In 2022, Google struck a deal to buy the Loop’s James R. Thompson Center in the heart of the Loop business district for a reported $105 million.
In an announcement on Google’s The Keyword blog the tech giants then said they would renovate the Helmut Jahn-designed structure turning it into a Class A environmentally friendly office building before moving in at some point in 2026.
Nearly 18 months later with work scheduled to start in 2024, Google has released renderings via its Keyword blog showing what the downtown landmark building will look like after its $280 million redevelopment is complete.
Despite the City of Chicago granting permission to demolish the structure back in October, Google will instead seek to maintain the building’s unique form and is working with the original architecture firm JAHN on the building’s multi-million dollar redesign.
The renderings show the same iconic 17-story atrium but with a more transparent glass facade and a verdant ground-level plaza area.
“The colonnade at the base of the building will be redesigned to allow for an enhanced ground floor experience, including opportunities for more food and beverage retail and seasonal activations of the plaza,” reads Google’s official announcement. “Covered terraces along three levels of the southeast perimeter will offer new greenspaces.”
In addition to paying homage to the building’s original design, Google aims to make it far more sustainable and plans to run the building entirely on electric energy according to Google’s Chicago site lead Karen Sauder.
The new triple-pane glass exterior hopes to improve the thermal performance of the building but Google will also replace outdated heating and cooling equipment with high-efficiency systems.
“At Google, we’ve set an ambitious goal to operate on 24/7 carbon-free energy by 2030. This means running our offices and data centers on clean energy, every hour of every day. That’s why last year, when we announced our intent to purchase the Thompson Center, we also pledged to upgrade it to a LEED Platinum, all-electric building.”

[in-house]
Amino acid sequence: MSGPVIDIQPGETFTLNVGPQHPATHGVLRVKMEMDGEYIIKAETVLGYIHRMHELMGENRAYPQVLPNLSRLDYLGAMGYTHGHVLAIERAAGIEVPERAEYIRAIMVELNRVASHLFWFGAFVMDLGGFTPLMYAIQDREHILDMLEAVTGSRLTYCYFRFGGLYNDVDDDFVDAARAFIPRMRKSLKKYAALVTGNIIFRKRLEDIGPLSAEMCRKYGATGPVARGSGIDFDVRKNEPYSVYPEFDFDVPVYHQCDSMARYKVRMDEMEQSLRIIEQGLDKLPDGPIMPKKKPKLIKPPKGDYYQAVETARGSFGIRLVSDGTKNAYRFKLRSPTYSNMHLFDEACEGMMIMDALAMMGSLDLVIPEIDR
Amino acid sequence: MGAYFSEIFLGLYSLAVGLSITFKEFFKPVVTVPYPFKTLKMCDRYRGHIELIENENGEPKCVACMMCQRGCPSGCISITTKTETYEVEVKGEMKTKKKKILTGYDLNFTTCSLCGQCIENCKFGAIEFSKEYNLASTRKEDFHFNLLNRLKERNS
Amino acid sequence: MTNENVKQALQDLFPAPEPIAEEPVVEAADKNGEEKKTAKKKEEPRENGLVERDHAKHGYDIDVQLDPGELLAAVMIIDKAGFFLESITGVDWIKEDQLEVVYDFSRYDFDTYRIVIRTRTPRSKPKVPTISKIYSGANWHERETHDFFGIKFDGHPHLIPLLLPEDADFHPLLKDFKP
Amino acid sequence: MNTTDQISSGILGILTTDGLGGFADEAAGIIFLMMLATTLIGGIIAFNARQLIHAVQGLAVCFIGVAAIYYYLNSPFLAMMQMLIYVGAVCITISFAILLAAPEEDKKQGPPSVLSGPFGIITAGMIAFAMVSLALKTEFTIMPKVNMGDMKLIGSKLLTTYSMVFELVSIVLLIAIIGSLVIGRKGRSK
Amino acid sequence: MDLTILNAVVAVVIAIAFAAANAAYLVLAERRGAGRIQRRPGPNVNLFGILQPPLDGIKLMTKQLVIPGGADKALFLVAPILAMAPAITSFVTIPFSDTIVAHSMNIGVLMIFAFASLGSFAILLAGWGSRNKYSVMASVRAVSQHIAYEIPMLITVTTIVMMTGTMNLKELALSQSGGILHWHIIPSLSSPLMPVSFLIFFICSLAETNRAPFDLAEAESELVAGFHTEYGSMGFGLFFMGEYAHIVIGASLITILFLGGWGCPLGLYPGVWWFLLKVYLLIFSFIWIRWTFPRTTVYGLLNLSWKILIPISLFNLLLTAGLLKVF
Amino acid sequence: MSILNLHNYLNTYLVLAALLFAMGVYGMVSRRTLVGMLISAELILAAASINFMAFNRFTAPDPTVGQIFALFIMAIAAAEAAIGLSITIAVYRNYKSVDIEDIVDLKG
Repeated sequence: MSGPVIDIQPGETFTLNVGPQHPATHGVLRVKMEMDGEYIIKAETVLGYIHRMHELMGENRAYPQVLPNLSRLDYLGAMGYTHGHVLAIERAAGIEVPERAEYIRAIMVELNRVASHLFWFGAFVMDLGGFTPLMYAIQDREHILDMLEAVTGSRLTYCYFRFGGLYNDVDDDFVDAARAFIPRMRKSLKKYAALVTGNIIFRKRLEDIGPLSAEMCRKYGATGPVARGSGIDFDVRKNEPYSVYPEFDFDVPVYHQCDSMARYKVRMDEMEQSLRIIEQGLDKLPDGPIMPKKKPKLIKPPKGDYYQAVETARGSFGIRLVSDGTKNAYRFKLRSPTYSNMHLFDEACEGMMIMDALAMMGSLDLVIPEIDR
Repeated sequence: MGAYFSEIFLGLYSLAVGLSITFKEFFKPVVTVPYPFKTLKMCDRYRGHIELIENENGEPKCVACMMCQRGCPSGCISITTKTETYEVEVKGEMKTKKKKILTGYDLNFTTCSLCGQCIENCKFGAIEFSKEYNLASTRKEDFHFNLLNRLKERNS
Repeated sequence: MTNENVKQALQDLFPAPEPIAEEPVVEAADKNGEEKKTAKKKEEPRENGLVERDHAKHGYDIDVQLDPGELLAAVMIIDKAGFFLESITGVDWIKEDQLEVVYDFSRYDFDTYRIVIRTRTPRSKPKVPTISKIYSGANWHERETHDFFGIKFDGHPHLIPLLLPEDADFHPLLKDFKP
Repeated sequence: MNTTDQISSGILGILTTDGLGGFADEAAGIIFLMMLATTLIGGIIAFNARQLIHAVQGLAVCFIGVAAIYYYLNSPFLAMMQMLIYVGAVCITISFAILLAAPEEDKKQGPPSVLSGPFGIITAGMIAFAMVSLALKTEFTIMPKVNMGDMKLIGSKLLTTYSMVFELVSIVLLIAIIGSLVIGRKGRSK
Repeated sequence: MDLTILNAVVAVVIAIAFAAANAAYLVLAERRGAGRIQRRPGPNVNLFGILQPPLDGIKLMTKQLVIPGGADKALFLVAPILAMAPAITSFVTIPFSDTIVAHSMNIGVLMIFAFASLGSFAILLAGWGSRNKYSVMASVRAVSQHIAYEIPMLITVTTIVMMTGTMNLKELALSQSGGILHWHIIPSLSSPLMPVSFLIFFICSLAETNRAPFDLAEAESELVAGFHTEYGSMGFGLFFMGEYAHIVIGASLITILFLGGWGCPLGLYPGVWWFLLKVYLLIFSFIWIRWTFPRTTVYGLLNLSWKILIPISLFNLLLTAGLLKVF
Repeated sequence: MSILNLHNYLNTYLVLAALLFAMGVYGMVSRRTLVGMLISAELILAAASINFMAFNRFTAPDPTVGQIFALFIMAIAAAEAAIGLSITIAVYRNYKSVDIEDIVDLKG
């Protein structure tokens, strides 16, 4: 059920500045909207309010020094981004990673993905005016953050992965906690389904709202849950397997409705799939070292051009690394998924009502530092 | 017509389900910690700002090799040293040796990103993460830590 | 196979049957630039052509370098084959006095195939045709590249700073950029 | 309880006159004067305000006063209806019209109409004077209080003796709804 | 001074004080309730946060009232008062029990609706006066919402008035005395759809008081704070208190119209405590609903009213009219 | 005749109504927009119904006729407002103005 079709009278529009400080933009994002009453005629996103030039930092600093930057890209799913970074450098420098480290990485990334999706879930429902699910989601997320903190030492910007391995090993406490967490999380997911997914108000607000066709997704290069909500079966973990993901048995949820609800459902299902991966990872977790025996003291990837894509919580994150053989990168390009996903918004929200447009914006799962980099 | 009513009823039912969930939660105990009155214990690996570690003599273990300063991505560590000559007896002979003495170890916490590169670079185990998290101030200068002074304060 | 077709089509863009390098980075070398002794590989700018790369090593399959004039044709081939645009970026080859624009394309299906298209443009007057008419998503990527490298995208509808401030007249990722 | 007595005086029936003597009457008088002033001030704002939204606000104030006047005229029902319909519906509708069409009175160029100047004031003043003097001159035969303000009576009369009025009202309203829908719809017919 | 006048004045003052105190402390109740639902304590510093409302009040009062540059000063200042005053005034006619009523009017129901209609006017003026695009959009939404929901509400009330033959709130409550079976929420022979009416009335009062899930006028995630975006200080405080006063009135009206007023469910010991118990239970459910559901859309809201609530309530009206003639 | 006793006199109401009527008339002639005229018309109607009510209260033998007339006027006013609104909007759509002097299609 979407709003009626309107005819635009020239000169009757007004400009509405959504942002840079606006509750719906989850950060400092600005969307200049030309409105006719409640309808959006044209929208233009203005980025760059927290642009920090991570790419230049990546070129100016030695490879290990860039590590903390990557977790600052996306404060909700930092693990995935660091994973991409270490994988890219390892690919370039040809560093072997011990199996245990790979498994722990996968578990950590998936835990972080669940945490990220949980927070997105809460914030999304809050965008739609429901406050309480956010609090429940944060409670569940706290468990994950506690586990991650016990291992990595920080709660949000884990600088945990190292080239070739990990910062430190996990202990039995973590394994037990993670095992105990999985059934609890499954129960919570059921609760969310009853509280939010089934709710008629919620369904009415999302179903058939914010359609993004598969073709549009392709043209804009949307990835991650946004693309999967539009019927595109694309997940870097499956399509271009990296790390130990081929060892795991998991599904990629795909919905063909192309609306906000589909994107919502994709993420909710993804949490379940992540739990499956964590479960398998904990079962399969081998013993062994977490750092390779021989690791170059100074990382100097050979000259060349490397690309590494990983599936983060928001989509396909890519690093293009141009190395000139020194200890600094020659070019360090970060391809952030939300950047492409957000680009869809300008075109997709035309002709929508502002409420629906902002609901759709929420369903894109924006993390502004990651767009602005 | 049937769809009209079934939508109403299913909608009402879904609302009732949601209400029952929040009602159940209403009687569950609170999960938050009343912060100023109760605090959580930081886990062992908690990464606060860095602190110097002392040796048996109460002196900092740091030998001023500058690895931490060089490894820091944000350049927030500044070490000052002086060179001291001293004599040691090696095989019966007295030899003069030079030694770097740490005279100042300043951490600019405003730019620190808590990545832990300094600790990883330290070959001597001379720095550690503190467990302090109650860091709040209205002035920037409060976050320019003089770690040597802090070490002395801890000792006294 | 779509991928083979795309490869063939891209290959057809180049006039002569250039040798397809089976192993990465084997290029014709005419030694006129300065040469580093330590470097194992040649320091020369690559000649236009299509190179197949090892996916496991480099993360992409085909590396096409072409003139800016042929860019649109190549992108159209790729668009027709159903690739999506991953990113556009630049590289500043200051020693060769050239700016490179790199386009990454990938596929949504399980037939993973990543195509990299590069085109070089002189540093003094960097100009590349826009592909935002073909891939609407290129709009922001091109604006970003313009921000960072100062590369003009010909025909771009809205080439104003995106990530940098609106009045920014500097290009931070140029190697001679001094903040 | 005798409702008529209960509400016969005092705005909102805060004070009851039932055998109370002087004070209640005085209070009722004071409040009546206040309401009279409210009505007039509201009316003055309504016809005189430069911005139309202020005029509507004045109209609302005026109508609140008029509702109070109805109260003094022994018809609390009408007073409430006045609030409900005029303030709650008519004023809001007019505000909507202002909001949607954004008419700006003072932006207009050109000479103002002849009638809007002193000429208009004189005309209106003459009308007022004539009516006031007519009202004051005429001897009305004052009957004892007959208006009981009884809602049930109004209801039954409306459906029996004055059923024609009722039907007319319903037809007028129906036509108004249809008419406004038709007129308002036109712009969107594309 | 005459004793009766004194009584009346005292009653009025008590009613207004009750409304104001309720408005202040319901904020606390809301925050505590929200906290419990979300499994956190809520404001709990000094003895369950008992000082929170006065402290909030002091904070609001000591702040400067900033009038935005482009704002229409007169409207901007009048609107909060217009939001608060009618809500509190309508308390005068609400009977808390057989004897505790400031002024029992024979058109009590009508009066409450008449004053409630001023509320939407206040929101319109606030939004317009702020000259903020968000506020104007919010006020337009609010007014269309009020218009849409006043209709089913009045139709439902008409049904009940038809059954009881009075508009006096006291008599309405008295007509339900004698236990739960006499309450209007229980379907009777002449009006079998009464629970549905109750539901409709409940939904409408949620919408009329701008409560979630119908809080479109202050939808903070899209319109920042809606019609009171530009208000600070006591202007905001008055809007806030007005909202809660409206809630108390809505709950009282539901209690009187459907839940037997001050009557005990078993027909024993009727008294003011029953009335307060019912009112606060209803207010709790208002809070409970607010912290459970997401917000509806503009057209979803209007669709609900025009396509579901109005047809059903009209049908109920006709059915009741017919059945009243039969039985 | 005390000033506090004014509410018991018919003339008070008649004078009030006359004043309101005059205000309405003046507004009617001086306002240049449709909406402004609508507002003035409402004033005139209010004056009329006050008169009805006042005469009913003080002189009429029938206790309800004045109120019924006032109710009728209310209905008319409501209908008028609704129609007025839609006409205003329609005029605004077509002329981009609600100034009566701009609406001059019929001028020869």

The building’s aesthetics, designed by famed architect Helmut Jahn, have long been the subject of criticism since it first opened in 1985 and those to frequent it have noted the heating and air conditions due to its soaring interior.
Many, however, have fought to preserve the building when it came under the threat of demolition with preservationists even pushing to landmark it and getting it added to the National Trust for Historic Preservation’s list of endangered historic places.
While promising to honor the postmodern legacy of the disparaged building, Google also recognized the importance of its unparalleled public transit access “as the only building in the city where six L train lines converge, easily connecting Chicago’s South, West, and North sides.”
“In 2000, Google’s Chicago office consisted of two people in River North. Now, that presence has grown to more than 1,800 employees in Fulton Market,” Google stated last year also emphasizing its deepening commitment to the company’s long-term presence in the city.”
Loop residents will see fencing go up around the building at 100 W. Randolph St in early 2024 before work begins which will reportedly take “several years” to complete.Read the official announcement at Google’s Keyword blog.
[Featured image courtesy of JAHN]